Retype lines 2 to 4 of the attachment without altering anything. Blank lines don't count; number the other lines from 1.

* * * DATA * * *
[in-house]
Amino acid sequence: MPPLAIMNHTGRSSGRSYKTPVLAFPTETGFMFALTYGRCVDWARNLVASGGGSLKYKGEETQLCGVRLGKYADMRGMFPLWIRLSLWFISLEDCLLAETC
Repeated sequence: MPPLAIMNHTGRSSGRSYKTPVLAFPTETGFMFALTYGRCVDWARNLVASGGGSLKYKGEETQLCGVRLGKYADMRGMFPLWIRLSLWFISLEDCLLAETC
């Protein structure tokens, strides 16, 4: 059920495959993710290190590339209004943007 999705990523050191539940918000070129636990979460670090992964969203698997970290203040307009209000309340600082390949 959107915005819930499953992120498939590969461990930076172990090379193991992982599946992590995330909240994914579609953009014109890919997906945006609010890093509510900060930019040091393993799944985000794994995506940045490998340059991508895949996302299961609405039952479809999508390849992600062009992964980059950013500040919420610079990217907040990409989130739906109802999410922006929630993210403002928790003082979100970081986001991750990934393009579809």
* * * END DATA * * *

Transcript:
Amino acid sequence: MPPLAIMNHTGRSSGRSYKTPVLAFPTETGFMFALTYGRCVDWARNLVASGGGSLKYKGEETQLCGVRLGKYADMRGMFPLWIRLSLWFISLEDCLLAETC
Repeated sequence: MPPLAIMNHTGRSSGRSYKTPVLAFPTETGFMFALTYGRCVDWARNLVASGGGSLKYKGEETQLCGVRLGKYADMRGMFPLWIRLSLWFISLEDCLLAETC
């Protein structure tokens, strides 16, 4: 059920495959993710290190590339209004943007 999705990523050191539940918000070129636990979460670090992964969203698997970290203040307009209000309340600082390949 959107915005819930499953992120498939590969461990930076172990090379193991992982599946992590995330909240994914579609953009014109890919997906945006609010890093509510900060930019040091393993799944985000794994995506940045490998340059991508895949996302299961609405039952479809999508390849992600062009992964980059950013500040919420610079990217907040990409989130739906109802999410922006929630993210403002928790003082979100970081986001991750990934393009579809």